1.  Shaw/33 development in Firebaugh, CA. A 10 lot development consisting on 21 acres subdivided into 10 parcels with 4 buildings totaling 40,000 square feet of warehousing.

      2.  The Valley Animal Center expansion. The expansion will include a dog training and exercise park with doggy swimming pools. A perpetual care cat facility and feral cat housing facility.

      3.  The redevelopment of the Madera Air Force Radar Base. The project consists of the remodel of 28 buildings and subdividing into 29 parcels in an industrial park. Located in the

           Complex will be 3 wineries, a chocolate factory, wedding chapel, banquet hall, amphitheater and much more. Plans are still being developed for additional businesses.

Q. What is the most challenging and rewarding aspects of your job?

A.   The most challenging aspect is to find lenders who can see your vision and actually fund the projects. The most rewarding is the flexibility that redevelopment of existing projects give you. Every project if different although the basics are still the basics on every project, each project is unique and so it allows you to use some creativity that I wouldn't see if I just did cookie cutter type home building.

Q. What skills must an individual develop to be successful in real estate?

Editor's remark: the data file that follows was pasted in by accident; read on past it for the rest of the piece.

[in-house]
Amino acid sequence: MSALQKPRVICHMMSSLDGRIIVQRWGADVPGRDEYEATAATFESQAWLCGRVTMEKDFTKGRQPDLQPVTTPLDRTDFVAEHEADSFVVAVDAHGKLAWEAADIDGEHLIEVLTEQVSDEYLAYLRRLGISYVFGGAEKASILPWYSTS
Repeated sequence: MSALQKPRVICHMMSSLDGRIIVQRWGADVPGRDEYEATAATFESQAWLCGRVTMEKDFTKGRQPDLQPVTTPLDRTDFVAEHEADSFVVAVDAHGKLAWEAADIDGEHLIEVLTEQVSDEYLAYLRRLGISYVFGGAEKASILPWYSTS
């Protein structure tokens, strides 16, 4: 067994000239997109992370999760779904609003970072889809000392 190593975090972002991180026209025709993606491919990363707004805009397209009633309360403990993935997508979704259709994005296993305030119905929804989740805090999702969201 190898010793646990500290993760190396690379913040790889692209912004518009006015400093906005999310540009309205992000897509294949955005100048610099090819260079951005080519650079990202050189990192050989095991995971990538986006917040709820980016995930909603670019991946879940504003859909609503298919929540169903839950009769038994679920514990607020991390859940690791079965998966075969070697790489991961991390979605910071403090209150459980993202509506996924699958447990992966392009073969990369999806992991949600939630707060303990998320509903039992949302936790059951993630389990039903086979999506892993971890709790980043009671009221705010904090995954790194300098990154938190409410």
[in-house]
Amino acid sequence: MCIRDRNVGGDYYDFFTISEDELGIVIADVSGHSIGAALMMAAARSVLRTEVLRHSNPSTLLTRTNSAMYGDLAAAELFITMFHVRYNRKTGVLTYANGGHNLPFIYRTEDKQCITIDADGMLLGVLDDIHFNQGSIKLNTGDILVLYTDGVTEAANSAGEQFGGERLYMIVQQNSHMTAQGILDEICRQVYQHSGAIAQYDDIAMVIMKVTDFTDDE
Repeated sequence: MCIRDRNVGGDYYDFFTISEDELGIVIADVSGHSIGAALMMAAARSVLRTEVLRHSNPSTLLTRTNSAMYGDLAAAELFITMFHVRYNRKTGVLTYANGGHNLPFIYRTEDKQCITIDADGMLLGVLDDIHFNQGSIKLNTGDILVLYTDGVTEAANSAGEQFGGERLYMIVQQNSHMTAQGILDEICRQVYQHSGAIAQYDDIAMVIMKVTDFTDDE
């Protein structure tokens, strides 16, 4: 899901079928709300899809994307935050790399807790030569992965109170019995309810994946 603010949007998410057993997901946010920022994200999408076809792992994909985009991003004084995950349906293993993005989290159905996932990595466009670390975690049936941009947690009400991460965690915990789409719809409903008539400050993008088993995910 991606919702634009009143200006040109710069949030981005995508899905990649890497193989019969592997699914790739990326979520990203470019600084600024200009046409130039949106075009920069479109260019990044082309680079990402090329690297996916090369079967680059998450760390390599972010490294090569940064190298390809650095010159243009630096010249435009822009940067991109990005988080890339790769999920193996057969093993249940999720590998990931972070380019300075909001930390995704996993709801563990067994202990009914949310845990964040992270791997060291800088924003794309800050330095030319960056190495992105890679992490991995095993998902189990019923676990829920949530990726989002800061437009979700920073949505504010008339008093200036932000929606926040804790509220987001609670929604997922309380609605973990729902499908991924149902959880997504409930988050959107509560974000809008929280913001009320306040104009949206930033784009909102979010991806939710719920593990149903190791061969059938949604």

A.   You must lose the fear of failing! Everyone fails from time to time. If you fear failing it will stop you from moving forward in life and prevent you from making real money. Other knowledge you must gain is an understanding of current market trends, a thorough understanding of real estate financing and sources, taxation and property management. It also helps to know a lot about marketing and advertising.

 
 

Q. What real estate data base do you use as a broker to search for commercial investment properties?

A.   I use a combination of the MLS (Multiple Listing Service), Loopnet.com, CoStar Group, Ree.com, RealQuest.com, DataQuick and National Council of Exchangers (NCE). Each of them offers a variety of information. It is also important to network with other real estate brokers, exchangers, investors and property managers.

Q. Do you feel commercial real estate was hit as hard as residential during the economic downturn? How has that affected your ability to invest?